LASIK and Cataract surgery are two of the most popular ocular surgeries today. Because we hear so much about both kinds of surgeries, it is common for people to get the two of them confused. People not only forget which surgery serves what purpose, but they wonder if both can be performed at the same time. For example, people with cataracts often ask if they should have LASIK to help with their vision loss. Although these two surgeries share some similarities, in truth they are two different procedures that correct vision in separate ways.

For more information about Cataract or LASIK surgery in Orange County and to see if you may be a candidate, contact Dr. Ghosheh at Advanced Eye Medical today.

LASIK v. Cataract Surgery: The Differences

The most obvious difference between these two surgeries is in their purpose. LASIK surgery is meant to correct vision. It allows you to see well without glasses or contacts, and generally corrects distance vision. Cataract surgery corrects foggy vision, allowing you to see more clearly.

The next difference lies in how the two surgeries are performed. LASIK surgery aims to reshape the cornea, which in vision deficient patients can be football shaped. The doctor makes a small incision in the center of the cornea, allowing it to reshape itself into a more natural baseball shape. This changes the way the eye focuses light on the retina. During cataract surgery, by contrast, the doctor removes the cloudy lens and replaces it with a plastic implant called an Intraocular Lens (IOL.)

Another difference is that LASIK is performed at a laser center on an outpatient basis, while cataracts surgery is performed on an inpatient basis in an operating room. The doctor can perform LASIK surgery on both eyes during one session, but cataract surgery needs to be scheduled for each eye separately.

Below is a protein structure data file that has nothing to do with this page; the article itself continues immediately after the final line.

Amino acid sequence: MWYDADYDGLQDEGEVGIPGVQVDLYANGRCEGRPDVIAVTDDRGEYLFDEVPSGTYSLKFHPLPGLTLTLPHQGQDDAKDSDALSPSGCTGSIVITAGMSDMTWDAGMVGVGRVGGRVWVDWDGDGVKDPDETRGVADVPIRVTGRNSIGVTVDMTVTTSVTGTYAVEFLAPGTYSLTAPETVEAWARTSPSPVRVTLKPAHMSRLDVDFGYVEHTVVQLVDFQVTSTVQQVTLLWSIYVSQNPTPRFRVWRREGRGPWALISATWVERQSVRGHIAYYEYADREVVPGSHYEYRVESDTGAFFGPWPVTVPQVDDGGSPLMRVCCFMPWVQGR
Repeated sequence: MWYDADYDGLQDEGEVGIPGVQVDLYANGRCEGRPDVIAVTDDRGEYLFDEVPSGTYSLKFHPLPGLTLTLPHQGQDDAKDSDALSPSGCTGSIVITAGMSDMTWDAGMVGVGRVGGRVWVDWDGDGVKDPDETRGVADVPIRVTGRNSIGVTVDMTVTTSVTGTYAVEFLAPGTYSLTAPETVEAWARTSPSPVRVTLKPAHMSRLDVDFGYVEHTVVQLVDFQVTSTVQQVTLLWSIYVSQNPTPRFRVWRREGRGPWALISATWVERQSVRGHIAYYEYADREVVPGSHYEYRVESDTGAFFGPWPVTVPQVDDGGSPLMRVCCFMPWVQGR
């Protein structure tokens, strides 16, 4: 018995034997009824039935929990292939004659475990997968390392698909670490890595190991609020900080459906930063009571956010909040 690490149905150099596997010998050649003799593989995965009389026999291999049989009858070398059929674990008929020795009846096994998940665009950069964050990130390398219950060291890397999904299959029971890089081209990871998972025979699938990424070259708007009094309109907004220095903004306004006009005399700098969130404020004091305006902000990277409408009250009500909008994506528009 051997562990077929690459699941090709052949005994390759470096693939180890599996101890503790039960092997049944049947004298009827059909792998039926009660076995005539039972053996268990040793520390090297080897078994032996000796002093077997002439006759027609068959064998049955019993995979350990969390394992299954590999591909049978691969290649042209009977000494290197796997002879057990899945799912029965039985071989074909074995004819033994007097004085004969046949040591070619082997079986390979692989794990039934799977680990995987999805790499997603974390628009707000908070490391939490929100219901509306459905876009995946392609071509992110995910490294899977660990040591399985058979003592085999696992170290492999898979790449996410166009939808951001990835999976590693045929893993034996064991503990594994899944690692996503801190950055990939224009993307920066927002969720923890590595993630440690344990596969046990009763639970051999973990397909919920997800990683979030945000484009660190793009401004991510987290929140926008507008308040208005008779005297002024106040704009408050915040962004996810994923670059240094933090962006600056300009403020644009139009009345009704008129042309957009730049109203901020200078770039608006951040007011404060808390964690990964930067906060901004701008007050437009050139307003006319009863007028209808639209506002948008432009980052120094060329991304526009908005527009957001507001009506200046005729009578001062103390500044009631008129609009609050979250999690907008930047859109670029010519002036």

Finally, there are major differences in the way these surgeries are covered by insurance. LASIK surgery is not reimbursed by insurance. However, you may want to look into paying for surgery with a Flexible Savings Account (FSA.) Cataract surgery is covered by insurance, although there are various out of pocket costs that you may want to add on. These include premium IOLs and laser rather than diamond scalpel surgery.

LASIK v. Cataracts Surgery: The Similarities

Still, there are many things that these two surgeries have in common. LASIK surgery uses two kinds of lasers: one to create a corneal flap and another to change the corneal shape. If you elect to have a laser surgery to remover your cataracts, one of these types of lasers will be used to remove the natural lens from the eye.

Other similarities are that both surgeries provide patients with 20/20 vision or better. They are both performed under general anesthesia while awake, require less than 15 minutes to perform, and boast of virtually no recovery time.

Can You Have LASIK and Cataract Surgeries on the Same Eye?

Yes. Since LASIK works on the cornea and cataract surgery works on the lens, it is possible to have both surgeries on the same eye if the doctors find you need to. Although it is less common, you can even undergo both procedures at the same time. Sometimes, when undergoing cataract surgery, the doctor finds that vision is still not perfect even after applying the IOL. In these cases, they may provide LASIK surgery to complete the procedure and provide the patient with 20/20 vision.

LASIK surgery addresses myopia, astigmatism or hyperopia. These are issues which are usually addressed at a younger age. Cataracts are the clouding of the lens, a condition which generally occurs with old age. Therefore, most people receive LASIK surgery when they are younger and cataract surgery when they are older.

Cataract and LASIK Surgery in Orange County

Visit Advanced Eye Medical for a LASIK screening or complete eye exam to find out if you are a candidate for either cataract or LASIK surgery in Orange County. Schedule your appointment or come in for a consultation.